Q: Hi Denis,
Thanks for the great column. I have a question: My friend is starting out and has never really done weight training. What do you recommend for a program for a beginner?
. . . Marc Roberts
A: Hi Marc,
Thanks for the comment about the column. I try to make it as enriching as I can. As for your question, there is one principle in exercise prescription that should never be forgotten: individualization. This means that any program has to be specifically adapted to the abilities and needs of the person who is going to perform it.
I always focus on the basics for a beginner. I don’t know if your friend has been doing any other sports or physical activities lately, but an intelligent trainer has to keep in mind that someone who’s not very active doesn’t have the same control over his musculoskeletal system as someone who uses it frequently (even at work). If that’s not the case, you must keep it simple and easy to adapt to.
To begin with, limit the number of the exercises and the level of difficulty to what’s necessary. (If your friend has never been training before, he will get results from any kind of stimulation anyway.) You must also inform your friend that he will be sore in the first weeks of training, since the body is under a new kind of physical stress, and that most of his results during those weeks are going to come from neuromuscular adaptation (the ability to be more and more efficient at using his own neuromuscular system). Thus, I usually prescribe a program composed of one exercise for each major muscle group that will be repeated 2-3 times a week depending on time schedule and individual ability to recover. This means that you have to put away all unnecessary specific work like forearms, calves, and traps, as well as most of the isolation exercises.
The program could be performed on machines or with free weights, again depending on the present level of physical fitness of your friend (e.g., level of coordination). In the beginning, safety is of prime importance and comes before performance. Your friend has to focus on improving his ability to perform the exercises (mind-muscle connection) before focusing on increasing the lifts. (Yes, he’ll have to be patient!)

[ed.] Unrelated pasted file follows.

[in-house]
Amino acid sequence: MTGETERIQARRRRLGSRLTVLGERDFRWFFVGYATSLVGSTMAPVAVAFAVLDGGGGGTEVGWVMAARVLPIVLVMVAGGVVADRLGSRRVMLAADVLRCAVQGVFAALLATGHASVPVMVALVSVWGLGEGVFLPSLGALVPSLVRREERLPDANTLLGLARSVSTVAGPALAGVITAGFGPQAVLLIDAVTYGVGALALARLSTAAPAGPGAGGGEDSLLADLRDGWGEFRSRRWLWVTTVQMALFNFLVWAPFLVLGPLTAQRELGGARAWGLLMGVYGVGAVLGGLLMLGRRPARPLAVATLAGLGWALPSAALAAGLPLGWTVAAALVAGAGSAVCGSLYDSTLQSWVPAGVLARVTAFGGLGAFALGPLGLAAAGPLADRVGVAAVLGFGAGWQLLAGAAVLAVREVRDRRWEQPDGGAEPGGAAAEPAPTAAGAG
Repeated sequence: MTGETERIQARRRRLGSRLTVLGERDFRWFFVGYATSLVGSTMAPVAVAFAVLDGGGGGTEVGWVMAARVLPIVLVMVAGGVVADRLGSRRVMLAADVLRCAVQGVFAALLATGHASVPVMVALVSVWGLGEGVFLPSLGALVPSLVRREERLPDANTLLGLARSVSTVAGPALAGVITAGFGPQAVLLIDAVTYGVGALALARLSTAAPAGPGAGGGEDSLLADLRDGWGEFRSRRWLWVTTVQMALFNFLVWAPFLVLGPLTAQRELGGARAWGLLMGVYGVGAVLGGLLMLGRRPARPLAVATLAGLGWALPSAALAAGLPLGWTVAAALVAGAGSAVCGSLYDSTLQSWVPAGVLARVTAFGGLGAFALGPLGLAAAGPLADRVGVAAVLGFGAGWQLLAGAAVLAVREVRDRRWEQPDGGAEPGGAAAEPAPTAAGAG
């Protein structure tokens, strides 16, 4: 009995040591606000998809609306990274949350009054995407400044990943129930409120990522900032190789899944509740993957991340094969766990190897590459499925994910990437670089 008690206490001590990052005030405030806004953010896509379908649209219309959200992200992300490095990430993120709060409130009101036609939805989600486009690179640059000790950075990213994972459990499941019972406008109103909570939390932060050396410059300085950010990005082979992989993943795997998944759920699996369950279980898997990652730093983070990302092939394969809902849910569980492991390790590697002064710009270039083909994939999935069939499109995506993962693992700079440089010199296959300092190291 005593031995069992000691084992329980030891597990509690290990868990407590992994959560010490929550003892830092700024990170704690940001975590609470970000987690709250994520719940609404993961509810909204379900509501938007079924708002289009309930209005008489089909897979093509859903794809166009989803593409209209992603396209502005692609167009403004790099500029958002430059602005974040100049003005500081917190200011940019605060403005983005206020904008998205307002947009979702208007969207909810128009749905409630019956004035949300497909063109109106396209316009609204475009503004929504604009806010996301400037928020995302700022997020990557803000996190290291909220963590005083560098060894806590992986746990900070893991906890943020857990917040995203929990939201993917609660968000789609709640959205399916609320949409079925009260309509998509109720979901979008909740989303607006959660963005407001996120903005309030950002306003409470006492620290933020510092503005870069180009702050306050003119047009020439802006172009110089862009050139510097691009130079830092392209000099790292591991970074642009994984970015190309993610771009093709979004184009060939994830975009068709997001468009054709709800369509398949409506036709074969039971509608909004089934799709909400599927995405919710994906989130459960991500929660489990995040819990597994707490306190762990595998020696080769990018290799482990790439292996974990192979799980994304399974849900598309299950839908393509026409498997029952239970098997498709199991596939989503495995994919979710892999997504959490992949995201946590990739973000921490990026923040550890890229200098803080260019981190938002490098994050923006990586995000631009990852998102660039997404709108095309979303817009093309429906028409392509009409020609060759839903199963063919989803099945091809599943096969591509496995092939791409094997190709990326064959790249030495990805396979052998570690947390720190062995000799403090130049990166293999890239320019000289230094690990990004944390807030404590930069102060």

This is an example of a program I would use:
- Squat (or substitute)
- Deadlift (or substitute)
- Bench press
- Shoulder press
- Biceps curl (if needed)
- Triceps extension (if needed)
- Abdominal crunch
- Back extension
This example, as simple as it looks, works all the major kinetic chains of the body in several planes in an antagonist and hierarchic fashion. It ensures that one doesn’t create major imbalances or deficit in one’s muscular structure. To be even more functional, some exercises such as curls and extensions could be replaced by bodyweight movements like chin-ups and dips, which would work the arms but also the main stabilizers of the shoulder girdle.
I like to use full-body workouts, short rest periods, and bodyweight movements, as these are scientifically linked to a more significant hormonal (anabolic) response, which, of course, means more muscle. This program could easily be done in circuit fashion with 1-3 sets of 10-12 repetitions on each exercise. One thing I like to do is have the client alternate two exercises that are working antagonist muscles. Performing the workout this way cuts the rest periods to a minimum (and thus the workout length) and builds up the cardiovascular system at the same time (your cardio is done, isn’t that beautiful?). I wouldn’t add any other exercises and would stick to the program until there’s a significant slowing down in progress (usually 8-12 weeks). Then your friend could move on to a split program in order to increase the volume and or the intensity.
I hope I haven’t lost your attention with all these technical words. I just want this example to show the complexity and importance of careful attention when designing even the most basic program of all.
Have a great workout!
. . . Denis Pedneault, Canadian Champion 2005, 2006